Compound Labs accidentally gave away roughly $162 million worth of its COMP token after it pushed a bugged update to its comptroller logic on September 29. Now its founder, Robert Leshner, is counting on the decentralized finance platform's users returning the misbegotten tokens to the Compound Timelock contract.
The problem started with a change introduced as Proposal 62, which introduced "two different COMP distribution rates for each and every market - borrow-side (compBorrowSpeeds) rate and supply-side (compSupplySpeeds) rate" in an effort to address "undesirable market conditions" caused by the previous setup.
Proposal 62 was created on September 21 and implemented on September 29. But it didn't take long for Compound Labs to realize there was a problem with the new comptroller logic. Leshner originally thought the issue was limited to about 280,000 COMP tokens that were worth approximately $92.6 million at the time.
Compound Labs already had a problem. Leshner then made it worse by tweeting:
If you received a large, incorrect amount of COMP from the Compound protocol error:Please return it to the Compound Timelock (0x6d903f6003cca6255D85CcA4D3B5E5146dC33925). Keep 10% as a white-hat.Otherwise, it's being reported as income to the IRS, and most of you are doxxed.October 1, 2021
Hot Hardware reported that social media users were furious about Leshner's threat to reveal their identities to the IRS. Many are drawn to decentralized finance because of its supposed privacy benefits; now they're being threatened because Compound Labs made a mistake to a core aspect of its platform? That isn't a good look.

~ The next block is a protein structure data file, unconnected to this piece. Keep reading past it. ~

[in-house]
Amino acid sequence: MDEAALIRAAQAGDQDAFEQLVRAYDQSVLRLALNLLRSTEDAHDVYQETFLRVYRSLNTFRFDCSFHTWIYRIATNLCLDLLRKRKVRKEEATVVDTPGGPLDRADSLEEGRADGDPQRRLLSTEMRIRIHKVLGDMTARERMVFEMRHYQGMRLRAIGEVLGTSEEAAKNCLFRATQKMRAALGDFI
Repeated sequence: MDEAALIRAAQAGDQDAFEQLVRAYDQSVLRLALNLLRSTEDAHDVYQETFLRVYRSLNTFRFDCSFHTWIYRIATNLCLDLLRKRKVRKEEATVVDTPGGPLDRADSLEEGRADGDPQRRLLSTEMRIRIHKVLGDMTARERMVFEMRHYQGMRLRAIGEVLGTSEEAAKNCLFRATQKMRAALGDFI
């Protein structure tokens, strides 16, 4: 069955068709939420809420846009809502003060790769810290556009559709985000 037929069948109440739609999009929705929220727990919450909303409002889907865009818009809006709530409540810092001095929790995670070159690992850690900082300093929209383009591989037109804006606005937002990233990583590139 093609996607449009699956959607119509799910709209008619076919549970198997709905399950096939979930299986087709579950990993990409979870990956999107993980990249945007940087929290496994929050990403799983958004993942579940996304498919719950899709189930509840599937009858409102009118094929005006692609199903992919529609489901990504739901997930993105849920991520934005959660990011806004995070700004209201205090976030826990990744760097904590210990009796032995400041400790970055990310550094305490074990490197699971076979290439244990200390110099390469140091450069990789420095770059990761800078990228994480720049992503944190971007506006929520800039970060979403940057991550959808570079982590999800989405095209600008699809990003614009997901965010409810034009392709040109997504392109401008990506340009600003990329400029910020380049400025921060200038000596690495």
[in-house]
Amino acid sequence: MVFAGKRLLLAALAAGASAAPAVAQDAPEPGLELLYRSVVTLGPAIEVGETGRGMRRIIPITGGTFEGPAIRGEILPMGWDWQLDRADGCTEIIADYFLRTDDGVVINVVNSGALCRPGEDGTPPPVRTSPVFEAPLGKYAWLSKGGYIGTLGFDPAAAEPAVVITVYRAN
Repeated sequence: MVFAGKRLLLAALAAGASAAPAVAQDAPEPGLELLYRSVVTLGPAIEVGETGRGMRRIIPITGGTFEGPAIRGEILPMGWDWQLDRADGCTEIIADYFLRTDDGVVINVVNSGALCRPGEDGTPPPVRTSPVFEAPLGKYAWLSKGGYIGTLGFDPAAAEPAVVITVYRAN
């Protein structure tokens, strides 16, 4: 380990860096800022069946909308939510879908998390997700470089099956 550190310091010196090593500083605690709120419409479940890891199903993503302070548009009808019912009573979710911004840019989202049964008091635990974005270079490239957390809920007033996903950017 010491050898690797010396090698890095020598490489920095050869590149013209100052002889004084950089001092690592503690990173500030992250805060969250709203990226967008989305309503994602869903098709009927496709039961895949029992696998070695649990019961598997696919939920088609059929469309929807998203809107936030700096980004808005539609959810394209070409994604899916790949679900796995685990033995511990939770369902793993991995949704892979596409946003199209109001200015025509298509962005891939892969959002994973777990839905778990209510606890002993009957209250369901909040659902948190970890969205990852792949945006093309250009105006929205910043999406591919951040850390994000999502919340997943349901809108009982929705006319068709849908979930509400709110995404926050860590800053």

Leshner apologized for that tweet:
I'm trying to do anything I can to help the community get some of its COMP back, and this was a bone-headed tweet / approach. That's on me.Luckily, the community is much bigger, and smarter, than just me.I appreciate your ridicule and support.October 1, 2021
Now the efforts to encourage COMP token holders to return some of their accidental windfall have shifted to offering NFTs, Leshner thanking individual users, and introducing Proposal 64 to fix the logic errors introduced with Proposal 62. It wouldn't be a surprise if Compound's users respond more favorably to those tactics.
So far as keeping the COMP tokens goes: CoinTracker.io head of tax strategy Shehan Chandrasekera told CNBC that, at least in the U.S., the account holder will be in the clear as long as they report the tokens' value as income. They aren't required to return the tokens; they're just required to pay the appropriate taxes on them.